Microplastics concentration in Ganga more than any other major world river, finds new study

Varanasi, followed by Kanpur and Haridwar, has most sites of pollution

By DTE Staff
Published: Thursday 22 July 2021
Varanasi had the most sites polluted with microplastics according to a recent study.

The Ganga is heavily polluted with microplastics at Varanasi, Haridwar and Kanpur, Delhi-based non-profit Toxic Link claimed.

Microplastics are plastics that are less than 5 millimetres in size but are a major source of marine pollution. They are non-degradable plastics that often entered the Ganga through industrial waste or packaging of religious offerings, its research found. The density of population in the three cities also added to the problem because a large chunk of pollutants got directly discharged into the river by people living on the banks.

Among the three cities, the Toxic Link’s study found that sites at Varanasi showed the maximum load of microplastics in the water of the Ganga, as compared to the other two cities. This might be due to cumulative downstream pollution as well as industrial and human activities. Assi Ghat in Varanasi had the maximum abundance of microplastics.

The Dohri ghat in Kanpur ranked topmost among all 15 sites (five each from all three cities) from where the river water sample was collected. This was thanks to the sewage and / or industrial effluents coming from the city of Kanpur.

Pollution of all kinds increased as one travelled downstream from Haridwar to Varanasi. This was not only been pointed out in the Toxics Link report but many others. “It indicates that municipal and industrial discharges are responsible for microplastics pollution in the river water. The pollution becomes more prominent in Kanpur and Varanasi, which may be due to discharge from tanneries and other industries like textiles, etc,” the study found.

The researchers tried to compare the microplastics concentration in Ganga water with similar studies on other rivers across the globe, like the Rhine in Europe, the Patapsco, Magothy, Rhode in North America and the Elqui, Maipo, Biobio, and Maule in South America. They found the Ganga microplastics pollution was much higher. This was in spite of a higher per capita consumption of plastic in the European countries, North and South America, as compared to India.

The study not only measured the amount of microplastics but also did an analysis of its types present in the Ganga. Ehylenevinyl is particularly suited for food, drugs and cosmetic packaging.

Polyacetylene is used as a doping agent in the electronics industry. Polypropylene is also used in packaging, plastic sheets, fibre, fabrics, rope, etc. PIP is mainly used in footwear and baby bottle nipples.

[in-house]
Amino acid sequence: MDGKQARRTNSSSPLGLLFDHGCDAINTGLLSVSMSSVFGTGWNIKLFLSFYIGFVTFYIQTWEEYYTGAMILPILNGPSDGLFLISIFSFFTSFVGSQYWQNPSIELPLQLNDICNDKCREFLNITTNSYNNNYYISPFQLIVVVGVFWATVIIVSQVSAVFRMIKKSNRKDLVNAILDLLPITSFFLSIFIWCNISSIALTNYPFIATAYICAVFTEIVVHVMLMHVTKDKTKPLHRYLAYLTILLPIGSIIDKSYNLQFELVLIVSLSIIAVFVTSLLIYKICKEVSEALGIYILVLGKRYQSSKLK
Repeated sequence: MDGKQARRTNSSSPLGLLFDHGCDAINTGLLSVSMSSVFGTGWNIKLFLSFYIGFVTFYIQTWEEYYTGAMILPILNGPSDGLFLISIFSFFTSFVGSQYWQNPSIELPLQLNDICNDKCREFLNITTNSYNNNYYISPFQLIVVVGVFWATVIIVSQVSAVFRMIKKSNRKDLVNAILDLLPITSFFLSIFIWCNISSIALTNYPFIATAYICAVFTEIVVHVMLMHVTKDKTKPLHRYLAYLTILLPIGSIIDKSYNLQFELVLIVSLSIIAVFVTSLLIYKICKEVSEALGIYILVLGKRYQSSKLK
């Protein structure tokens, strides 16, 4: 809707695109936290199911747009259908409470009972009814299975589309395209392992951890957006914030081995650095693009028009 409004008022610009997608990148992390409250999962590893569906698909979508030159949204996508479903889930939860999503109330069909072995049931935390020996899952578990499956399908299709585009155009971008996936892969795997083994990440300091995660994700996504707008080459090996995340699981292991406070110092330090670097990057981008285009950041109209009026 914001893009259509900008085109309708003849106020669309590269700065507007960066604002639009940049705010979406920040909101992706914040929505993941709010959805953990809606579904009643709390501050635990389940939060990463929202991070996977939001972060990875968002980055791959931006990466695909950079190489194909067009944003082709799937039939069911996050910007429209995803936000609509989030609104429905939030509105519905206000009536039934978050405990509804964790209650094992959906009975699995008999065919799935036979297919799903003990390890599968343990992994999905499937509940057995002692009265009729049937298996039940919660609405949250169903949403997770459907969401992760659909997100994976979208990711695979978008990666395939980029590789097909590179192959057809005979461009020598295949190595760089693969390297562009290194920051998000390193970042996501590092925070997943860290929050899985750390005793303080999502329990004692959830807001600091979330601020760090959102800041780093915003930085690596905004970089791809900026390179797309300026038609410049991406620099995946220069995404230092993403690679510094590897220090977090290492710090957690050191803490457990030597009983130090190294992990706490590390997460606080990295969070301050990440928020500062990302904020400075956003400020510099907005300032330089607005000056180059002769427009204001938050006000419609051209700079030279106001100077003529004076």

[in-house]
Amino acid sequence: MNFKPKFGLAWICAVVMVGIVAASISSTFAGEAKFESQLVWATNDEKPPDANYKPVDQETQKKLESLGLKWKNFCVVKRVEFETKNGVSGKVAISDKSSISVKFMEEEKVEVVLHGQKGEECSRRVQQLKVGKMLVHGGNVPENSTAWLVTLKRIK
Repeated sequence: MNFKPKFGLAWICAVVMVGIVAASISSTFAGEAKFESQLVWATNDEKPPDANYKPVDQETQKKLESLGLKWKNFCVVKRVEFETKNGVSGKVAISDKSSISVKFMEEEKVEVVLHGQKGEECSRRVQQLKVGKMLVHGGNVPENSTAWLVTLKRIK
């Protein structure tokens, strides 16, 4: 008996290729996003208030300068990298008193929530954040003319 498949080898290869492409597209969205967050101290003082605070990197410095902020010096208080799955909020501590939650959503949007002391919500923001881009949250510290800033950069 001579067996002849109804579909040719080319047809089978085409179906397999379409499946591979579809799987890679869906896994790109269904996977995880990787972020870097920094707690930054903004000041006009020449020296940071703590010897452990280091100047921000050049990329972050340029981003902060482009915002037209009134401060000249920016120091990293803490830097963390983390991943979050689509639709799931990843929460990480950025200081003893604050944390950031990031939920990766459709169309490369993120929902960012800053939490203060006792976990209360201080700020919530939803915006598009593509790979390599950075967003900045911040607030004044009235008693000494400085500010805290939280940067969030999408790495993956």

Polyamide, commonly known as nylon, is used as a natural fibre and as metal wires in clothing and industry. All these and 36 other types were found in the samples. Their concentration varied from site to site. 

How does it impact people?

The results of this study are a matter of grave concern not just for academic and scientific interests but also from the public health perspective. The Ganga is a source of water for not just drinking and bathing purposes but also for irrigation to a large extent.

Microplastics in river water, if ingested in humans or other organisms, can cause toxicity through various means. Not only are these microplastics toxic themselves, they also have a tendency to absorb various toxins present in water, including harmful chemicals. 

The study also shows that the river is acting as a carrier of plastics and microplastics and transporting significantly large quantities into the ocean.

Although some of the effects of microplastics on public health are understood, a lot still needs to be done.

“Microplastics and their impact on marine bodies and the environment is documented through various research studies. But there is hardly any work for assessing their impact on human health,” the study noted.

Microplastics could have a serious impact on human health considering their property to absorb toxic pollutants. Studies needed to be taken up to understand this in depth, the study added.

The study also recommended the strengthening of implementation of Extended Producer Responsibility (EPR) in Plastic Waste Management Rules since a lot of pollution in the Ganga was due to industrial waste.

EPR put the onus of plastic waste management on the producers or the companies manufacturing the products. It also pushes the argument that rivers should be declared as ‘no plastic zones’. 

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